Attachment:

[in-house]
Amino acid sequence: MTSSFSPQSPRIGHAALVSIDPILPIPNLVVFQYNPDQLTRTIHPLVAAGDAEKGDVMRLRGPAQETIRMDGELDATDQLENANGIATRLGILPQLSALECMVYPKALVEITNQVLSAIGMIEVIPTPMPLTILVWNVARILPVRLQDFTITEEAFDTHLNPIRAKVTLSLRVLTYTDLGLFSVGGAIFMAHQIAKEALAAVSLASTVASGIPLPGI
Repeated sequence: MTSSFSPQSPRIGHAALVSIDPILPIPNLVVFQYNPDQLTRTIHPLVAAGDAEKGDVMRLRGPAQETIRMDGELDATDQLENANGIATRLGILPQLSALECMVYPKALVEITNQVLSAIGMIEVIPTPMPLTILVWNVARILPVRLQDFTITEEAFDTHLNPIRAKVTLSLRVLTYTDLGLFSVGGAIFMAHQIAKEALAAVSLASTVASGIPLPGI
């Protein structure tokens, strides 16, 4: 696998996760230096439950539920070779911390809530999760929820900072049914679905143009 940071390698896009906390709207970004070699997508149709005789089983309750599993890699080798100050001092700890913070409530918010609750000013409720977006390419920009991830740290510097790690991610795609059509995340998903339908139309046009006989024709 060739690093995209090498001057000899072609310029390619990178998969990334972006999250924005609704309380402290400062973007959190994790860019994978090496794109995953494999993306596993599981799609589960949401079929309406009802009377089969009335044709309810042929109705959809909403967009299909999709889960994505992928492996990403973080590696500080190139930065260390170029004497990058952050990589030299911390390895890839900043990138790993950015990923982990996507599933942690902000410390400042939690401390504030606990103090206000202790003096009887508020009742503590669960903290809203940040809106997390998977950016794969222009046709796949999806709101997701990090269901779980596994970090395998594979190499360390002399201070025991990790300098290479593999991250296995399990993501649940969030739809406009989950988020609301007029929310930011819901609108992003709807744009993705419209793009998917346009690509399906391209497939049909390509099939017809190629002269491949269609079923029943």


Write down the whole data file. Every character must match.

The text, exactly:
[in-house]
Amino acid sequence: MTSSFSPQSPRIGHAALVSIDPILPIPNLVVFQYNPDQLTRTIHPLVAAGDAEKGDVMRLRGPAQETIRMDGELDATDQLENANGIATRLGILPQLSALECMVYPKALVEITNQVLSAIGMIEVIPTPMPLTILVWNVARILPVRLQDFTITEEAFDTHLNPIRAKVTLSLRVLTYTDLGLFSVGGAIFMAHQIAKEALAAVSLASTVASGIPLPGI
Repeated sequence: MTSSFSPQSPRIGHAALVSIDPILPIPNLVVFQYNPDQLTRTIHPLVAAGDAEKGDVMRLRGPAQETIRMDGELDATDQLENANGIATRLGILPQLSALECMVYPKALVEITNQVLSAIGMIEVIPTPMPLTILVWNVARILPVRLQDFTITEEAFDTHLNPIRAKVTLSLRVLTYTDLGLFSVGGAIFMAHQIAKEALAAVSLASTVASGIPLPGI
């Protein structure tokens, strides 16, 4: 696998996760230096439950539920070779911390809530999760929820900072049914679905143009 940071390698896009906390709207970004070699997508149709005789089983309750599993890699080798100050001092700890913070409530918010609750000013409720977006390419920009991830740290510097790690991610795609059509995340998903339908139309046009006989024709 060739690093995209090498001057000899072609310029390619990178998969990334972006999250924005609704309380402290400062973007959190994790860019994978090496794109995953494999993306596993599981799609589960949401079929309406009802009377089969009335044709309810042929109705959809909403967009299909999709889960994505992928492996990403973080590696500080190139930065260390170029004497990058952050990589030299911390390895890839900043990138790993950015990923982990996507599933942690902000410390400042939690401390504030606990103090206000202790003096009887508020009742503590669960903290809203940040809106997390998977950016794969222009046709796949999806709101997701990090269901779980596994970090395998594979190499360390002399201070025991990790300098290479593999991250296995399990993501649940969030739809406009989950988020609301007029929310930011819901609108992003709807744009993705419209793009998917346009690509399906391209497939049909390509099939017809190629002269491949269609079923029943």